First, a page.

Author Topic: outpatient billing  (Read 298 times)

sls

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outpatient billing
« on: August 10, 2017, 02:05:09 PM »
i have some procedures that normally would require pre authorization and we are billing as outpatient.  The patients in most cases are being treated observation/er and the hospital is ordering test..ex: 93306-93350. claims are being denied no authroization. We are billing with a 26 modifier. Do we have any recourse to get these paid since it should be the hospital who gets the authorization?   any help or advise is greatly appreciated

Ruthie1972

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Re: outpatient billing
« Reply #1 on: August 11, 2017, 07:02:57 AM »
Some Insurance companies will not pay if the patient is listed under OBS..you can also call the hospital and see if they can give you an auth# that you can put on the claim.

sls

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Re: outpatient billing
« Reply #2 on: August 11, 2017, 12:41:11 PM »
i did reach out to the facility and they stated they dont get prior auths for emergency rooms. Some plans do waive the prior auth on an emergency room basis.

Michele

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Re: outpatient billing
« Reply #3 on: August 12, 2017, 09:18:35 PM »
You mentioned that these were observation patients.  We have had issues with observation claims due to the POS.  If we bill with the wrong POS they deny for no auth.  Just wanted to mention that.
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PMRNC

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Re: outpatient billing
« Reply #4 on: August 13, 2017, 02:52:56 PM »
This happens to my ped's quite often and MOST of our patient's policies state the patient is responsible for obtaining non-emergency authorizations. Now most hospital's DO indeed do them when possible. If the plan is an ERISA policy and either patient or hospital TRIED to obtain prior auth it can be appealed using ERISA guidelines but patient must be involved. EVEN in cases where patient did not obtain auth or the hospital did not an appeal can still be done but you may need both the hospital's cooperation and the patient's cooperation (If ERISA). Just to give you an example, MY personal plan under my husband's union requires us to pre-authorize any ER visits, but says that it can be the patient, patient's representative or the facility/hosp as long as it's done with 48 hours. Well our union hall (we are self-funded) is only open from 8 am to 4pm M-F and they do not even have an answering machine! We cannot call the plan administrator as they will refer us to our union hall. ANY and all denials I have received for no prior auth have been won VERY simply by appealing so long as I documented that either my provider or myself or anyone for that fact called them and when we attempted to call. They don't dare deny the appeal as we will go to the Dept of Labor as they oversee ERISA plans.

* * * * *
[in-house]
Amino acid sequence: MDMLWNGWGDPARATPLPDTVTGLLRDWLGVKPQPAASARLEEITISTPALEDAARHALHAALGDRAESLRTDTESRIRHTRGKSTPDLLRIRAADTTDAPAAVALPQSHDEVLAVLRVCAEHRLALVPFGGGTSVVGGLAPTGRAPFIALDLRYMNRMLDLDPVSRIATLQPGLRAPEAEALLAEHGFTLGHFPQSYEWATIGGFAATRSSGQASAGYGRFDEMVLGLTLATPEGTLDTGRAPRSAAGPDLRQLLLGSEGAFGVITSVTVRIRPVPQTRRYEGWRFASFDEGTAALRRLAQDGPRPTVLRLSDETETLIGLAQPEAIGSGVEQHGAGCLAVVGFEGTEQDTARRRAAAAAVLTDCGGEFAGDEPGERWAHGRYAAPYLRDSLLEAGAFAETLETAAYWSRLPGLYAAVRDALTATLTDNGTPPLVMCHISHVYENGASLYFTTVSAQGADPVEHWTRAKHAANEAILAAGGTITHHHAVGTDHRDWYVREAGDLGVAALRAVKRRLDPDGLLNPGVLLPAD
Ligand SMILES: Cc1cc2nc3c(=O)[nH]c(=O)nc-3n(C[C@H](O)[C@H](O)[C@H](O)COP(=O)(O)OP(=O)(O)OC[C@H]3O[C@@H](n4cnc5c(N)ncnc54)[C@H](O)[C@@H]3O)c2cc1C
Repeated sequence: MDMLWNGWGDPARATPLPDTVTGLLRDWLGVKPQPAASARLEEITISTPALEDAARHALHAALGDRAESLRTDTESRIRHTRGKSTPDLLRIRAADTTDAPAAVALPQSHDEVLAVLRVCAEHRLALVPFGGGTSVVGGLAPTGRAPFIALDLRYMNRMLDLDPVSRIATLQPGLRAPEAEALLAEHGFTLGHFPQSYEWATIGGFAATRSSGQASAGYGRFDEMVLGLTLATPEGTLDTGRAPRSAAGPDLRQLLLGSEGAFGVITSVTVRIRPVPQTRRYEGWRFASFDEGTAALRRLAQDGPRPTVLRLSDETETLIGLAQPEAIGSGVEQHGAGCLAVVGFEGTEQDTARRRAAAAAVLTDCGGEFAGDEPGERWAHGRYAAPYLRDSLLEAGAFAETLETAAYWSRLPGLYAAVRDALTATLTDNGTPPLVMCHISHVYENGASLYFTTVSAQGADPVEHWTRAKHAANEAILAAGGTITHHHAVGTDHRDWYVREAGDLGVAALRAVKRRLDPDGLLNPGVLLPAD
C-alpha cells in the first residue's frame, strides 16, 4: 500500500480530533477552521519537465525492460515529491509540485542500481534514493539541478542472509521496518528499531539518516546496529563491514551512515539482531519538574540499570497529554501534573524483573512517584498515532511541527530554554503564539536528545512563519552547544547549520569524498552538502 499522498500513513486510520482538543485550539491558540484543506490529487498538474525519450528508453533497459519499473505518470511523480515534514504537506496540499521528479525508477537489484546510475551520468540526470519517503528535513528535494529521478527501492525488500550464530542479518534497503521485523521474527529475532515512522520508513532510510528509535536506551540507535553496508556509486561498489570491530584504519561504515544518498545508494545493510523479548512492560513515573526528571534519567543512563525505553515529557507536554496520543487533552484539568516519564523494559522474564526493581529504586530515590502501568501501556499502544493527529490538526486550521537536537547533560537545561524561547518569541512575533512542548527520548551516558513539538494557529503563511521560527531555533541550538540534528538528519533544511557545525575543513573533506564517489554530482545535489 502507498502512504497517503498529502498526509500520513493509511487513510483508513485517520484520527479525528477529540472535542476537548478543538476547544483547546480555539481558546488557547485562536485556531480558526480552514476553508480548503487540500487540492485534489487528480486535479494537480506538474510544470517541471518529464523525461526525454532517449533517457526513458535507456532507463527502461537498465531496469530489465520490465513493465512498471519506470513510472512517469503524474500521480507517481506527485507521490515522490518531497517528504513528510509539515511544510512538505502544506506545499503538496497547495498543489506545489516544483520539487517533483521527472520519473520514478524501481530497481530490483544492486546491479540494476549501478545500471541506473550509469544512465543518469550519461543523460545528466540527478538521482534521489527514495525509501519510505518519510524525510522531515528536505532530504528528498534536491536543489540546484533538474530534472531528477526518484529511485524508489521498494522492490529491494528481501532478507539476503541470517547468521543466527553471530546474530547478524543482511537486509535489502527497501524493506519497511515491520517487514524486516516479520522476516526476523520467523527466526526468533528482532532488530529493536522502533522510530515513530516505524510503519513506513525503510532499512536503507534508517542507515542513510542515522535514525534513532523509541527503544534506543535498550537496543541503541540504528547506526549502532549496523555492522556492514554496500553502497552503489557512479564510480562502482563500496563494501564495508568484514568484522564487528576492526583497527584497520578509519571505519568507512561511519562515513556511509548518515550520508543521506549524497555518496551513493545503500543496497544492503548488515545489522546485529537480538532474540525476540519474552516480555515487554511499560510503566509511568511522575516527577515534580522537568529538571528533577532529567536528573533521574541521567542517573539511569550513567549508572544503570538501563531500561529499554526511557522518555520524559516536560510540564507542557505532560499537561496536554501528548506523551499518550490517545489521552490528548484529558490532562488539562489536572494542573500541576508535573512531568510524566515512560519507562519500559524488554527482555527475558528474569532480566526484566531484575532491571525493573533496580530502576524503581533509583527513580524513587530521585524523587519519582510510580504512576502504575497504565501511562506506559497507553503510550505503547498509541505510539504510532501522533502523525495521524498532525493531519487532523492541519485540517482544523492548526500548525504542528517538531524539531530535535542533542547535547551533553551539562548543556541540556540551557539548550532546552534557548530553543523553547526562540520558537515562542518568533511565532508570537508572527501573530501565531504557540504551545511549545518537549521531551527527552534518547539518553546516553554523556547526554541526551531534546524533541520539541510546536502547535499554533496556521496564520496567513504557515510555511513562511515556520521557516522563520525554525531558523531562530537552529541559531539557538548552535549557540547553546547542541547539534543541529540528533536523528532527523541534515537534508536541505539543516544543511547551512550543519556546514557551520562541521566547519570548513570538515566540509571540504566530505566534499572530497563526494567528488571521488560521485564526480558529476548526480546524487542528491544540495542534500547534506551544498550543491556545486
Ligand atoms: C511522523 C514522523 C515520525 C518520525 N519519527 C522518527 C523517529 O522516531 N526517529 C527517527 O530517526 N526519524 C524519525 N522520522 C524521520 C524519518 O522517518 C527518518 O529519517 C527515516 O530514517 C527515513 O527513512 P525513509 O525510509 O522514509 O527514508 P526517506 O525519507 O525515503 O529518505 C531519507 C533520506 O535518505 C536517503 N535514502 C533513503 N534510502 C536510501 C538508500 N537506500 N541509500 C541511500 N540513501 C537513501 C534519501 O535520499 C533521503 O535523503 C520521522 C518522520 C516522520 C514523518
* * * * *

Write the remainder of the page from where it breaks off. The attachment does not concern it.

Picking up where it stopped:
Bottom line, obtain a copy of the patient's plan and see what it says in regards to when pre-auth is required, how much time they have to pre-auth and WHO is responsibility for the pre-auth. You also want to find out the the availability of the pre-auth line first. If it is an ERISA plan, make sure the patient is involved and understands that they must either do the appeal or sign an authorized representative form.

If you are billing the professional component, your office could also be responsible for the pre-auth. For my clients, I will call the plan to make sure their is a pre-auth and if not see if they will give me one.
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